I live on a farm that resembles something close to a mix between Old McDonald’s farm, a zoo, and pure chaos with all its cows, dogs, goats, sheep, and a million chickens, each more friendly than need be and all wanting more pets and food than one person can give.
With so many animals comes a silent reminder of what lurks behind so much life—death.
I’m no stranger to death. I’ve held chickens as they’ve thrashed in the last throws of life. I’ve walked up on chickens that met their untimely death with a hawk or owl. I’ve held a sick and dying goat, waiting, hoping, praying it would die before we were forced to put it out of its misery, and I’ve done the same with sheep. Once I even had to pull a stillborn calf from its mother after 12 long hours of fruitless labor.
After years of loving things and watching them die, you grow accustomed to it. Where once you cried over the death of even one little chick, you later just pass it on, your heart having grown cold against death’s painful chill. On a farm, death is always lurking, reminding you of how fleeting everything you love is, that with one storm, or one predator, or an unknown disease, life could be snuffed out in a second. It reminds us just how finite we really are along with all the things around us.
I know I will most likely outlive every animal on my farm. Does it terrify me? Yes. It does. When I look at all these animals, animals I spend hours each morning and night painstakingly caring for and loving, and knowing that I will be here to watch every single one of them fade away, a dark cloud settles over me, as if I’m being chased by something.
If it’s one thing I’ve learned after stitching gaping wounds back up, or nursing a creature back from the edge of death, it’s that nothing hurts so worse as a death you can’t stop.
Sometimes when animals die, it’s your fault. There are a million ways to forget something, and a million more ways to screw something up. But I’ve learned that those deaths, the ones we cause ourselves, are the deaths that are easiest to come to terms with. You can be angry at something. You can blame someone. And most of all, you can try better to prevent it in the future.
But sometimes, you can’t stop death. Sometimes it creeps up on you, leaving you unaware of its presence until it fills its blood lust on the life of a creature. Sometimes you battle it—for days, weeks, months, and sometimes you loose. You did everything you could, but it wasn’t enough. There is no one to blame, no one to yell out, curse, be angry with. There is only a feeling of horror that you could do nothing to stop death—that you are powerless. And that is the single worst kind of feeling of all.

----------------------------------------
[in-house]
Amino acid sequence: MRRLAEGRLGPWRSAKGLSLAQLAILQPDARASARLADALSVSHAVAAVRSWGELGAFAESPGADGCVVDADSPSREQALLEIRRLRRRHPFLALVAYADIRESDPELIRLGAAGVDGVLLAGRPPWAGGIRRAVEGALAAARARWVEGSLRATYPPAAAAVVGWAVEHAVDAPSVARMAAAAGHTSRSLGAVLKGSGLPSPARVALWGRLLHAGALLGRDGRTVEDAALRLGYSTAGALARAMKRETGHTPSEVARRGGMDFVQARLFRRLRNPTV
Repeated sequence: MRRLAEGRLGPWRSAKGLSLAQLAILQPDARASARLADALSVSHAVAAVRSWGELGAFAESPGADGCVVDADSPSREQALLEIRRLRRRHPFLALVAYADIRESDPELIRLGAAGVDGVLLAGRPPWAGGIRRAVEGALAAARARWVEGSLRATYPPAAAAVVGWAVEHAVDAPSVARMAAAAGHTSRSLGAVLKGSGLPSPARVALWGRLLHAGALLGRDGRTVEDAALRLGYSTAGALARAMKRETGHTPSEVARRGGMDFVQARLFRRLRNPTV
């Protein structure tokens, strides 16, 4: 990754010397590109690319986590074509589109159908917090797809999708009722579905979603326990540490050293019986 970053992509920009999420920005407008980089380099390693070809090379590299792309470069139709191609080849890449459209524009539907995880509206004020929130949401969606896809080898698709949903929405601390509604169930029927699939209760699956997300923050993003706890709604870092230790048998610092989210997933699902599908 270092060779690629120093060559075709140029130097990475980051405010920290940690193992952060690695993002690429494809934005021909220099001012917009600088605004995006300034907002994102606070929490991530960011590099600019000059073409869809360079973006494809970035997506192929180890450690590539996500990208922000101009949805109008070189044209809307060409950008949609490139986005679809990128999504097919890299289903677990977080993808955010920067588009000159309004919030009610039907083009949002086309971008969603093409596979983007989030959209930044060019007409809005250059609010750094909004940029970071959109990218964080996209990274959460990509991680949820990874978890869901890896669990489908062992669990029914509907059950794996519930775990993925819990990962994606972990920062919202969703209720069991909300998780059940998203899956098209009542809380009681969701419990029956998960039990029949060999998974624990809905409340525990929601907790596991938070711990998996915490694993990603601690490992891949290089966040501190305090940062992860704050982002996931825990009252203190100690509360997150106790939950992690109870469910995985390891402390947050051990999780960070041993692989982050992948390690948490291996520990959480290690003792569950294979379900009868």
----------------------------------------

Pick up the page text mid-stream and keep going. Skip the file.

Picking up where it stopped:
Living on a farm has taught me that you can outrun death, just not forever. As they say, you can run, but you can’t hide.
And as much as I knew that, sometimes illusions are built and we tend to forget the things we should never forget.
Whether I had a million small illusions deceiving me, or just one significant one, I was blinded and I believed that, somehow, Tron and I had a right to life. That, somehow as long as we were together, we were invincible.
At least, that’s what I thought as I stroked his fur as all 110 pounds of him smothered me on the couch about a week after the diagnosis. It was just a waiting game, waiting for the cancer to take him from me, and I could do nothing but think of what I would lose, wonder why, and cry.
Years earlier, when we arrived at another Arkansas farm to pick out our new farm puppies, I was instantly drawn to one little pup in particular. He was a little white male, smaller than the rest, and a little hellion. He was skittish, not wanting to be picked up, and despite his fluffy, rolly-polliness which all puppies are blessed with, he was frighteningly fast. When he wasn’t chewing on your shoe laces, he was leading you on a chase all around the muddy yard and through goat legs. When I finally caught him and stared into his dark mischievous eyes, I knew I would never let him go. Of course my brother had found himself a sweet little pup who loved being held and had fallen asleep the moment my brother cuddled him in his arms. It was no shock the personalities of the animals which we had picked out. Even the pet rabbits we had loved earlier were of similar temperaments. My brother’s—sweet and calm. Mine—a spit fire of hell. But rabbits and dogs were much different. Very different, I was to learn.